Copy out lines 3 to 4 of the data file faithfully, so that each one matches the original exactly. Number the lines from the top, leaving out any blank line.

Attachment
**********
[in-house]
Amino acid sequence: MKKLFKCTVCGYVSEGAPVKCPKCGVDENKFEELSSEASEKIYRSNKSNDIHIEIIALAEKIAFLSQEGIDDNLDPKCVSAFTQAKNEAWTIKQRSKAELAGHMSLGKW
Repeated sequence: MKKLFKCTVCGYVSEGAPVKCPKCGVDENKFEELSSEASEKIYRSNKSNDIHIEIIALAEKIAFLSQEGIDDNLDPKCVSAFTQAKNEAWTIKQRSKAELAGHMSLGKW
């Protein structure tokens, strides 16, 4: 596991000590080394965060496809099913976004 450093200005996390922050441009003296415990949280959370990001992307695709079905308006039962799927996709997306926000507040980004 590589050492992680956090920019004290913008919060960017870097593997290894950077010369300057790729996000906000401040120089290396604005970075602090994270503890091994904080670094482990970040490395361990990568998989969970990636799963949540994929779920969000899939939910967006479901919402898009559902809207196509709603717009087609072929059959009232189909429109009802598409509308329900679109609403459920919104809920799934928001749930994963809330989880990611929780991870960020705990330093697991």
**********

Repeated sequence: MKKLFKCTVCGYVSEGAPVKCPKCGVDENKFEELSSEASEKIYRSNKSNDIHIEIIALAEKIAFLSQEGIDDNLDPKCVSAFTQAKNEAWTIKQRSKAELAGHMSLGKW
């Protein structure tokens, strides 16, 4: 596991000590080394965060496809099913976004 450093200005996390922050441009003296415990949280959370990001992307695709079905308006039962799927996709997306926000507040980004 590589050492992680956090920019004290913008919060960017870097593997290894950077010369300057790729996000906000401040120089290396604005970075602090994270503890091994904080670094482990970040490395361990990568998989969970990636799963949540994929779920969000899939939910967006479901919402898009559902809207196509709603717009087609072929059959009232189909429109009802598409509308329900679109609403459920919104809920799934928001749930994963809330989880990611929780991870960020705990330093697991």